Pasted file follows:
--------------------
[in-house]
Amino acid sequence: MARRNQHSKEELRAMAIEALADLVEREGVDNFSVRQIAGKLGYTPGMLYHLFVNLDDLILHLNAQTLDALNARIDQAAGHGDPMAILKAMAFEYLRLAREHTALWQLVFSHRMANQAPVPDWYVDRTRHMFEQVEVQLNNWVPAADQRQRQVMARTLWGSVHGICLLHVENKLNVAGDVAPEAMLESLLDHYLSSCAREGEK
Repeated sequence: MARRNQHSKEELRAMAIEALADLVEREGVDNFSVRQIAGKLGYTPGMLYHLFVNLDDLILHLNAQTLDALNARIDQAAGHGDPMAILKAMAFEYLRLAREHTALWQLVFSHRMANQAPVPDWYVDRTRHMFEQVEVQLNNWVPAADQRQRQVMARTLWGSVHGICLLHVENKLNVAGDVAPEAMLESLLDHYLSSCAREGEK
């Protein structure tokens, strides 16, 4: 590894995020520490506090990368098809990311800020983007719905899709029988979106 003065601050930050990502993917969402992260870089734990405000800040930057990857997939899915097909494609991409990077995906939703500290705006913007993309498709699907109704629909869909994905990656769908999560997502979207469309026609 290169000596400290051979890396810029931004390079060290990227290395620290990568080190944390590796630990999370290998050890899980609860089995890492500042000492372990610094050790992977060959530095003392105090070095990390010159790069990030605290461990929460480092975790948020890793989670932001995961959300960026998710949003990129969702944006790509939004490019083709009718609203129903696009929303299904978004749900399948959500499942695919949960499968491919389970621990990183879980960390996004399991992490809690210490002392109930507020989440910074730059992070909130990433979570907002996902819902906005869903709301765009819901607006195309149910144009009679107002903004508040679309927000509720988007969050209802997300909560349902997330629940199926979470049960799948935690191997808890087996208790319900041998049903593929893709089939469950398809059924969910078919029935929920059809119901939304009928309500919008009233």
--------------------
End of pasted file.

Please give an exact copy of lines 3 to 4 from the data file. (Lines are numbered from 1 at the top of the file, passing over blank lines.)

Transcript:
Repeated sequence: MARRNQHSKEELRAMAIEALADLVEREGVDNFSVRQIAGKLGYTPGMLYHLFVNLDDLILHLNAQTLDALNARIDQAAGHGDPMAILKAMAFEYLRLAREHTALWQLVFSHRMANQAPVPDWYVDRTRHMFEQVEVQLNNWVPAADQRQRQVMARTLWGSVHGICLLHVENKLNVAGDVAPEAMLESLLDHYLSSCAREGEK
């Protein structure tokens, strides 16, 4: 590894995020520490506090990368098809990311800020983007719905899709029988979106 003065601050930050990502993917969402992260870089734990405000800040930057990857997939899915097909494609991409990077995906939703500290705006913007993309498709699907109704629909869909994905990656769908999560997502979207469309026609 290169000596400290051979890396810029931004390079060290990227290395620290990568080190944390590796630990999370290998050890899980609860089995890492500042000492372990610094050790992977060959530095003392105090070095990390010159790069990030605290461990929460480092975790948020890793989670932001995961959300960026998710949003990129969702944006790509939004490019083709009718609203129903696009929303299904978004749900399948959500499942695919949960499968491919389970621990990183879980960390996004399991992490809690210490002392109930507020989440910074730059992070909130990433979570907002996902819902906005869903709301765009819901607006195309149910144009009679107002903004508040679309927000509720988007969050209802997300909560349902997330629940199926979470049960799948935690191997808890087996208790319900041998049903593929893709089939469950398809059924969910078919029935929920059809119901939304009928309500919008009233």